Here Are the Jets That May Become Air Force One

By Caroline Houck and Marcus Weisgerber

August 2, 2017

Under pressure from President Donald Trump to cut the cost of the next Air Force Ones, the U.S. Air Force is finalizing a deal with Boeing to purchase two undelivered 747s in storage in the Mojave desert.

As Defense One first reported yesterday:

The 747s that will be transformed for Presidential transport were originally ordered in 2013 by Transaero, which was Russia’s second-largest airline until it went bankrupt in 2015. Boeing built two of the four jets in the order, but the airline never took ownership of them.

Typically, an airline makes a 1 percent down payment when it orders a plane, then pays the balance in installments. Transaero did not fulfill its scheduled payments, according to an industry source.

Aeroflot absorbed most of Transaero’s existing fleet, but declined to pick up Transaero’s 747-8I orders worth $1.5 billion at list prices,” FlightGlobal reported last month.

This is one of the jets, numbered N894BA, spotted last year:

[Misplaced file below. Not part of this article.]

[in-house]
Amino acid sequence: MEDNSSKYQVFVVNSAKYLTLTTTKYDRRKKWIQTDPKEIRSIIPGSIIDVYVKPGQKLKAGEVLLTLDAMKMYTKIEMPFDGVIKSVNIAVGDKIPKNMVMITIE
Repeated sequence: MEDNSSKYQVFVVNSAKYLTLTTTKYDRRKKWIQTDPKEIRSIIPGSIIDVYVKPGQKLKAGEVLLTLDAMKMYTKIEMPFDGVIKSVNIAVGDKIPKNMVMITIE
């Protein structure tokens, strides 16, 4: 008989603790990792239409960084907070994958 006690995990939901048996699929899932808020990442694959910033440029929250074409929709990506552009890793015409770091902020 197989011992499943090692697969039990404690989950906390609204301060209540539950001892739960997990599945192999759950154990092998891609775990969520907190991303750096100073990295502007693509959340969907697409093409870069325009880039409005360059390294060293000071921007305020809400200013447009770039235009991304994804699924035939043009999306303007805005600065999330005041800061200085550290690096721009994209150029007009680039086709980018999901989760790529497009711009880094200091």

Courtesy Woodys Aeroimages

A photographer for Woodys Aeroimages spotted the pair of jets in December 2015, when Boeing temporarily put them into storage at the airfield attached to its Everett factory outside Seattle.

If the Air Force takes ownership of the planes, contractors will have to give them a state-of-the-art communications system, defensive countermeasures, and hardening to withstand an electromagnetic pulse caused by a nuclear explosion. But the service is reportedly getting a good deal on the jets themselves, which have been waiting untouched in the Mojave desert as Boeing sought another buyer.

Read the rest of the original report here.

By Caroline Houck and Marcus Weisgerber // Caroline Houck is a staff correspondent at Defense One. She previously was an Atlantic Media fellow. // Marcus Weisgerber is the global business editor for Defense One, where he writes about the intersection of business and national security. He has been covering defense and national security issues for more than a decade, previously as Pentagon correspondent for Defense News and chief editor of Inside the Air Force. He has reported from Afghanistan, the Middle East, Europe, and Asia, and often travels with the defense secretary and other senior military officials.

August 2, 2017